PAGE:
Additional requirements for camera surveillance

An employer must not carry out camera surveillance on an employee unless:

  • The camera used for the surveillance (or camera casings and other equipment) are clearly visible in the place where the surveillance is taking place; and
  • There are signs notifying people " that they may be under surveillance in that place which are clearly visible at each entrance to that place.

Additional requirements for computer surveillance An employer must not carry out computer surveillance unless:

  • The surveillance is carried out in accordance with the policy of the employer on computer surveillance of employees at work; and
  • The employee has been notifi ed in advance of that policy in such a way that it is reasonable to assume that the employee is aware of and understands the policy.

Additional requirements for tracking surveillance

If an employer wishes to surveil an employee by tracking the geographical locations to which that employee drives a vehicle, the employer must put a notice clearly visible on the vehicle which indicates that it is the subject of tracking surveillance.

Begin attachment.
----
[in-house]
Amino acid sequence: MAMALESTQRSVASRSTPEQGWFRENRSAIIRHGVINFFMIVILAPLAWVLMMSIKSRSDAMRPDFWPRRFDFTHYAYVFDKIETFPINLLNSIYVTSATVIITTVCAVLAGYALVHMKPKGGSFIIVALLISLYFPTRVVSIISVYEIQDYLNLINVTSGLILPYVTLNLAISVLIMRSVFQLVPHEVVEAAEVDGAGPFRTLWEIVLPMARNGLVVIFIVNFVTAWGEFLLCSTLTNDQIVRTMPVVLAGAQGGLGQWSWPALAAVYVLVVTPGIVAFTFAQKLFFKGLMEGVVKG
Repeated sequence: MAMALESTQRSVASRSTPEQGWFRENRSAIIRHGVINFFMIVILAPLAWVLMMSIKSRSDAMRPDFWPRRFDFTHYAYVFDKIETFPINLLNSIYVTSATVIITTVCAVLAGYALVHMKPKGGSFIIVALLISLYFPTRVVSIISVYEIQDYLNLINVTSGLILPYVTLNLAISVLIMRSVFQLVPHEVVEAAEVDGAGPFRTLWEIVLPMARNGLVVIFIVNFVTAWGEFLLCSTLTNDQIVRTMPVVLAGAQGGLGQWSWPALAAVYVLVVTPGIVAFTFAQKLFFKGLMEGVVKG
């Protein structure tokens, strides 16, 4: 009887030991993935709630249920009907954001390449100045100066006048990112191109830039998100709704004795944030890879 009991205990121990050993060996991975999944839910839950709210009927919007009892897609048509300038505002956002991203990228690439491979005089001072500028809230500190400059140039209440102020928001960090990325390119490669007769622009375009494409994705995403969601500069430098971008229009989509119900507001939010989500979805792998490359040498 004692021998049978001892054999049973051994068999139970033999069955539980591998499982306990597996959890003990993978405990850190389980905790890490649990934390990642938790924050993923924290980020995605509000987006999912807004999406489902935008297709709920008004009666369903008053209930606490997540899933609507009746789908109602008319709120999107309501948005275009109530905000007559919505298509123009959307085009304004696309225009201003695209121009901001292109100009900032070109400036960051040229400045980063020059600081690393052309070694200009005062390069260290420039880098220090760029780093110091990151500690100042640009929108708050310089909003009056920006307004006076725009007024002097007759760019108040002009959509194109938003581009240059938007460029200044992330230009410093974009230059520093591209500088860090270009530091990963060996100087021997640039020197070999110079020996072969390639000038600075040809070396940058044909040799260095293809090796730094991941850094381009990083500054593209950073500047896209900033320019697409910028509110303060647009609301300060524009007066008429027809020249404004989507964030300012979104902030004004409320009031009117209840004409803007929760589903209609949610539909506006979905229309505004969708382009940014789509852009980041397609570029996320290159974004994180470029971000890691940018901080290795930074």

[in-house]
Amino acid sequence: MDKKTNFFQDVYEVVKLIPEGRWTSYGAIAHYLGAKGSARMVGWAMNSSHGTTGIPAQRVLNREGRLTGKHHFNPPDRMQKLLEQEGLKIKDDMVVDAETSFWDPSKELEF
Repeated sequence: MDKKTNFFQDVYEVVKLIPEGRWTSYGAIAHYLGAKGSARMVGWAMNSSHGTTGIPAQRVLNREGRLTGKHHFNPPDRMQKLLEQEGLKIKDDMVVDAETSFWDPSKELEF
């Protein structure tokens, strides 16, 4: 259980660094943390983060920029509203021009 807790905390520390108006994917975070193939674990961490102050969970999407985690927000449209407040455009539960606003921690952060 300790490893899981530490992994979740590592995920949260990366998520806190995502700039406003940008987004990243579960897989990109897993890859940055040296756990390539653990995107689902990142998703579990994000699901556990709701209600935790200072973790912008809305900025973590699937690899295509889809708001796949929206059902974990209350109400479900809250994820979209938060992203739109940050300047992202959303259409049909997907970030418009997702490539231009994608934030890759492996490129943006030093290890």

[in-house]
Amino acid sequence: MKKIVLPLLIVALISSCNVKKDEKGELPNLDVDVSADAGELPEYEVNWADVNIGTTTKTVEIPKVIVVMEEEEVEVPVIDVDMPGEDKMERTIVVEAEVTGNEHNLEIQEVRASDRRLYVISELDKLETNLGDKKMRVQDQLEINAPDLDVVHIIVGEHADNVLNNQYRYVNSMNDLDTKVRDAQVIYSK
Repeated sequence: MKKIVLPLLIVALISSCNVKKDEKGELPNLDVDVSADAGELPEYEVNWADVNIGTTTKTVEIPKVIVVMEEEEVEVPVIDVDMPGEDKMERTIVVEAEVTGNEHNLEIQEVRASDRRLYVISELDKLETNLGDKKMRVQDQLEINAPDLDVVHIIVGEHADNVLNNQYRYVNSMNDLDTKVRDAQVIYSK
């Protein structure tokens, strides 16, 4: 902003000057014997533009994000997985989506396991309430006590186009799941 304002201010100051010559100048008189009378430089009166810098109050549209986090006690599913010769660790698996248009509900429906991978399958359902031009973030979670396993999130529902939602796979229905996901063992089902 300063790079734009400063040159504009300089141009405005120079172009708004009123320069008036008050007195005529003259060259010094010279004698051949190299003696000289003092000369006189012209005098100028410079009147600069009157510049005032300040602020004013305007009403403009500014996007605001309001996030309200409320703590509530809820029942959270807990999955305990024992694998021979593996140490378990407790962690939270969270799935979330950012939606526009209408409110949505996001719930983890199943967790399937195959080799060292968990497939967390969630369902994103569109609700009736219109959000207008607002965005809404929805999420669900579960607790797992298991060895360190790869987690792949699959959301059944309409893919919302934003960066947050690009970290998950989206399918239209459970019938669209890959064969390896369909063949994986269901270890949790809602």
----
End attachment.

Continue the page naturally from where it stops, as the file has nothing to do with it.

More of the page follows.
Restrictions on an employer's ability to block an employee's emails or internet access

An employer must not prevent employees from sending or receiving emails or accessing the internet unless:

  • The employer has a policy on email and internet access notified in advance to the employee and the employer is acting in accordance with such policy (and it is reasonable to assume the employee is aware of and understands the policy); and
  • Additionally where delivery of an email is prevented, the employee is given notice (prevented delivery notice) of the non-delivery of the email (unless a prevented delivery notice is not required to be given).

The employer will not have to give a prevented delivery notice if delivery of the email was prevented in the belief that or because of a program that, was intended to prevent delivery on the basis that:

  • The email was spam;
  • The email may have damaged the computer network of the employer; or
  • The email attachment was menacing, harassing or offensive.

An employer's email and internet policy must not prevent delivery of an email or access to a website merely because the message or website relates to industrial matters. It is critical that every employer has a comprehensive acceptable use policy for the use of employer supplied computer and communications equipment.

Use of surveillance records

Where an employer carries out workplace surveillance (not being covert surveillance), they must ensure that any surveillance record made as a result of such surveillance is not used or disclosed except:

  • For the legitimate business activities of the employer including the employment of employees;
  • In connection with disclosure to a member of a law enforcement agency;
  • For use in civil or criminal proceedings;